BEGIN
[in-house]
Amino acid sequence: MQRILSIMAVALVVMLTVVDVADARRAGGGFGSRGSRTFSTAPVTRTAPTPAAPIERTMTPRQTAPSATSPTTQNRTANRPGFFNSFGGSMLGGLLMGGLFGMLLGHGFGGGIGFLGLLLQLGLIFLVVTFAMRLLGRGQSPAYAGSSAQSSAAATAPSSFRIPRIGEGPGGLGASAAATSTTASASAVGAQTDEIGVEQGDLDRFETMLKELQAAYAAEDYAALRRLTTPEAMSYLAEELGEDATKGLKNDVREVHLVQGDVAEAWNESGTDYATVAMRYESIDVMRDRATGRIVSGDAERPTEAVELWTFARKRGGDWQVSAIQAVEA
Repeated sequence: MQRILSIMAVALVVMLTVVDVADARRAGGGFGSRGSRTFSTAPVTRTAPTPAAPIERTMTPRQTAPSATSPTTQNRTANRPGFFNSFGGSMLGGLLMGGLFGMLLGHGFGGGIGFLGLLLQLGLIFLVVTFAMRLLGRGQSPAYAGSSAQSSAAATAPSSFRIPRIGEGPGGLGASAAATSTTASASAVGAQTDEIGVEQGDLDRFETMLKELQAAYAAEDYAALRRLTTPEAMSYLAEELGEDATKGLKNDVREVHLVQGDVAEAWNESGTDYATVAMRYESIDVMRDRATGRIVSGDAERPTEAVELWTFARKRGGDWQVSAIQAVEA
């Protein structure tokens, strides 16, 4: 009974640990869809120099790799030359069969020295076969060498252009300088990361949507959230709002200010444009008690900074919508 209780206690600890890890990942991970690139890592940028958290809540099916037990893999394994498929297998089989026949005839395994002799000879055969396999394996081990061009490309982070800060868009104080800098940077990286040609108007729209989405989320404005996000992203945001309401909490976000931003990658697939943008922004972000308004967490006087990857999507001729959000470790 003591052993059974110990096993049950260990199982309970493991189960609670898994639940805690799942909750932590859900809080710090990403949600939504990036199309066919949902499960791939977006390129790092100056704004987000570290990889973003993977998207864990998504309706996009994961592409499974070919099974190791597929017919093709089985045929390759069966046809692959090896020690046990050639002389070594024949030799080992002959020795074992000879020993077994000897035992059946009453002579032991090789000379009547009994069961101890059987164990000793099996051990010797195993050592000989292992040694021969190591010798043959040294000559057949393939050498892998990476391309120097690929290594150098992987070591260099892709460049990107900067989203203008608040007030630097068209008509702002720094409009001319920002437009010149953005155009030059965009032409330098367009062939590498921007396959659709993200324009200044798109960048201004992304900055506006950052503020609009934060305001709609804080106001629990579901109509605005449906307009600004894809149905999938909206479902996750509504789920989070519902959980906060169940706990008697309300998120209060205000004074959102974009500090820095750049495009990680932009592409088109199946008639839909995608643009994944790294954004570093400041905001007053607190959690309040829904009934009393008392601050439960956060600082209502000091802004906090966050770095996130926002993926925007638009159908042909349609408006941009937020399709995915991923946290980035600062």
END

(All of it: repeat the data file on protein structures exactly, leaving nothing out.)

[in-house]
Amino acid sequence: MQRILSIMAVALVVMLTVVDVADARRAGGGFGSRGSRTFSTAPVTRTAPTPAAPIERTMTPRQTAPSATSPTTQNRTANRPGFFNSFGGSMLGGLLMGGLFGMLLGHGFGGGIGFLGLLLQLGLIFLVVTFAMRLLGRGQSPAYAGSSAQSSAAATAPSSFRIPRIGEGPGGLGASAAATSTTASASAVGAQTDEIGVEQGDLDRFETMLKELQAAYAAEDYAALRRLTTPEAMSYLAEELGEDATKGLKNDVREVHLVQGDVAEAWNESGTDYATVAMRYESIDVMRDRATGRIVSGDAERPTEAVELWTFARKRGGDWQVSAIQAVEA
Repeated sequence: MQRILSIMAVALVVMLTVVDVADARRAGGGFGSRGSRTFSTAPVTRTAPTPAAPIERTMTPRQTAPSATSPTTQNRTANRPGFFNSFGGSMLGGLLMGGLFGMLLGHGFGGGIGFLGLLLQLGLIFLVVTFAMRLLGRGQSPAYAGSSAQSSAAATAPSSFRIPRIGEGPGGLGASAAATSTTASASAVGAQTDEIGVEQGDLDRFETMLKELQAAYAAEDYAALRRLTTPEAMSYLAEELGEDATKGLKNDVREVHLVQGDVAEAWNESGTDYATVAMRYESIDVMRDRATGRIVSGDAERPTEAVELWTFARKRGGDWQVSAIQAVEA
């Protein structure tokens, strides 16, 4: 009974640990869809120099790799030359069969020295076969060498252009300088990361949507959230709002200010444009008690900074919508 209780206690600890890890990942991970690139890592940028958290809540099916037990893999394994498929297998089989026949005839395994002799000879055969396999394996081990061009490309982070800060868009104080800098940077990286040609108007729209989405989320404005996000992203945001309401909490976000931003990658697939943008922004972000308004967490006087990857999507001729959000470790 003591052993059974110990096993049950260990199982309970493991189960609670898994639940805690799942909750932590859900809080710090990403949600939504990036199309066919949902499960791939977006390129790092100056704004987000570290990889973003993977998207864990998504309706996009994961592409499974070919099974190791597929017919093709089985045929390759069966046809692959090896020690046990050639002389070594024949030799080992002959020795074992000879020993077994000897035992059946009453002579032991090789000379009547009994069961101890059987164990000793099996051990010797195993050592000989292992040694021969190591010798043959040294000559057949393939050498892998990476391309120097690929290594150098992987070591260099892709460049990107900067989203203008608040007030630097068209008509702002720094409009001319920002437009010149953005155009030059965009032409330098367009062939590498921007396959659709993200324009200044798109960048201004992304900055506006950052503020609009934060305001709609804080106001629990579901109509605005449906307009600004894809149905999938909206479902996750509504789920989070519902959980906060169940706990008697309300998120209060205000004074959102974009500090820095750049495009990680932009592409088109199946008639839909995608643009994944790294954004570093400041905001007053607190959690309040829904009934009393008392601050439960956060600082209502000091802004906090966050770095996130926002993926925007638009159908042909349609408006941009937020399709995915991923946290980035600062």